Behind the scenes of M.L.Rose’s exclusive beer council

By Sherah Ndjongo In Nashville Tennesseean

Read the full article here.

Popular local craft beer destination M.L.Rose Craft Beer and Burgers has a prominent presence spanning four distinct locations across Middle Tennessee. However, something all of its sites have in common is its top-notch beer list.

The selection process deciding which beers make the final cut is far from a simple one. Every single beer that lands on the menu is voted on by members of an exclusive beer council. In-house representatives and invited experts take part in the process which occurs whenever it’s time to swap the beer options offered by M.L.Rose. Whatever the majority gravitates toward is chosen to be on the seasonal catalog. The beer list is broken down into categories. Otherwise, if the beer menu is presented as one long list, it could be intimidating to guests, especially those who are not yet enthusiasts. Bright & Crisp, Fruit Beer & Cider, Sours, Blondes, Belgians & Wheats, Slightly Hoppy, Smooth & Malty, Flights, Hazy IPAs and Big Bold Hops are categories offered this summer.

The beer council analyzed notes on the previous menu and potential adjustments to it and ranked each beer divided by the aforementioned categories according to specific scoring guidelines after various tastings. Austin Ray, owner of M.L.Rose, said he likes to challenge the team and push back a little to keep the judging process honest and free from any arising biases stemming from personal preferences.

For instance, Harding House Brewing Company’s Tennessee Haze session IPA, although clearly within the range of Ray’s high expectations for a Hazy IPA, didn’t exactly seem like a perfect fit for this summer’s specific group of beers at first sip. However, many beer council participants deemed it their “fall on their sword” beer, landing it a spot on the finalized menu.

Categories are typically trimmed down to seven items or less, making the choices easier to navigate. “Our philosophy is if I can find the category that I like, then I’m a lot closer to getting what I want to drink. If you can get to the category, we can help you get to where you want to go,” said Ray. A tendency for spring and summer trends, in terms of the categories, to not change as often compared to the summer to fall or from winter to spring has been detected. From summer to fall, a darker and richer beer is preferred. From winter to spring, a demand for bright and crispy-tasting beer increases. Stronger beers are highly sought after as the holidays approach. Hops are good year round. There are certain beers that were and still are clearly favored amongst council members — take Yazoo Brewing Company’s Locale Session Ale, Hi-Wire Brewing’s Mountain Water Citrus Splash or Great Raft Brewing’s Reasonably Corrupt IPA — but it’s very difficult to know what to expect in terms of popularity nonetheless. Ray said, “It often depends on what the team is excited about and what they’re getting behind. It can also be very surprising. We’re looking at trends over a quarter, over three months at a time. It’s not just one or two days.” Furthermore, the bestselling local taps that are switched out often vary across the different M.L.Rose restaurants. “I think there’s an individual culture, and each neighborhood and each of our locations help to push that in different ways. That’s part of the fun about the rotating beers,” stated Ray.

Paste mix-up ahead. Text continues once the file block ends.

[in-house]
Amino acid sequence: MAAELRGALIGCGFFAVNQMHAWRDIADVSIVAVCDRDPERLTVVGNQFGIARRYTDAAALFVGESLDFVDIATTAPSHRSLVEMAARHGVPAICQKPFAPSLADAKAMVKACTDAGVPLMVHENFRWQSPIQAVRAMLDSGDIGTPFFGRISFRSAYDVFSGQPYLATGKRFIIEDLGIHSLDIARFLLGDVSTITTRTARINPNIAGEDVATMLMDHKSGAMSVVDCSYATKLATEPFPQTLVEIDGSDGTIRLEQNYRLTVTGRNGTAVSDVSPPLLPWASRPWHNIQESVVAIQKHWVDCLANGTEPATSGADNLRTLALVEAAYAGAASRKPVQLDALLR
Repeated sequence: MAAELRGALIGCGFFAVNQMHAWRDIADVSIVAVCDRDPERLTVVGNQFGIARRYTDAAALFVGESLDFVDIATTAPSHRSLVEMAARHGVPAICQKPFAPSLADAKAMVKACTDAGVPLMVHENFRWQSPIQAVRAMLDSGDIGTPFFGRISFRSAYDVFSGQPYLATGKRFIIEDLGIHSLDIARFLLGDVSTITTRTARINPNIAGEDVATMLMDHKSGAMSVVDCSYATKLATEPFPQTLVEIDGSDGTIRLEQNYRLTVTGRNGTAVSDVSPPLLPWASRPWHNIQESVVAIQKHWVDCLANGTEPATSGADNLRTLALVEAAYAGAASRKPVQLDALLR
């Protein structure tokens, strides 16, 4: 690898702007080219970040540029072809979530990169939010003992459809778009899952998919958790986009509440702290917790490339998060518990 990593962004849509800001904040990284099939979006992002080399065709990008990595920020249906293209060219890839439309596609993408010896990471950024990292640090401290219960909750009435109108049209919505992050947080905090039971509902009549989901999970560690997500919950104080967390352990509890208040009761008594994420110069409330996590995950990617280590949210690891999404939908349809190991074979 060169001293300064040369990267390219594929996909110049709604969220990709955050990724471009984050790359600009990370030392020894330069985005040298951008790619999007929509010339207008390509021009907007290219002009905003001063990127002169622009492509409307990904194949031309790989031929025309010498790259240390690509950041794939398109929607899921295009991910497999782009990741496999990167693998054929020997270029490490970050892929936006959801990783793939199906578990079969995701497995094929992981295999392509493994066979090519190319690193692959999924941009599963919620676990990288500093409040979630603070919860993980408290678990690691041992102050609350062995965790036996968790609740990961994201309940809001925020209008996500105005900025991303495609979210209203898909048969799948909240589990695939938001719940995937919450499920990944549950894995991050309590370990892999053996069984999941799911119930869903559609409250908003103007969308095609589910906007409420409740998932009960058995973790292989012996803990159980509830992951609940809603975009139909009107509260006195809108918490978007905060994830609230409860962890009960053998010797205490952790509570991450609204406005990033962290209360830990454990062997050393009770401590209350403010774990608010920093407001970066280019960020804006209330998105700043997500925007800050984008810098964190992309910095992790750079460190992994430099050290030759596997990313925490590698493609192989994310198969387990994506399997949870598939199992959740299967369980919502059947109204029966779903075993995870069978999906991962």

Sometimes there are repeat hits from the past that remain on the beer list, but the brewing world grows and changes so quickly that the beers of the moment shoot to recognition suddenly, only to be replaced by new front-runners just as swiftly. “We could walk around knowing what’s the best beer on the menu, but not see it doing great sales just because of the trends and what’s popular and what people know,” said Ray. “So we do see that as part of our role: how can we push it? How can we push the envelope on new categories, new flavors, new things, new breweries that people haven’t heard of?” M.L.Rose aims to support newer, smaller or neighborhood breweries whenever possible as well. For the eatery, it’s nice to see a startup grow and flourish. There’s a special kind of value and a joy in playing a role in their growth and development. “We take this seriously, but it’s still fun work that we love to do,” Ray said. “We put in a tremendous amount of effort into bringing a great selection variety, but also just the best beer that we can find.”

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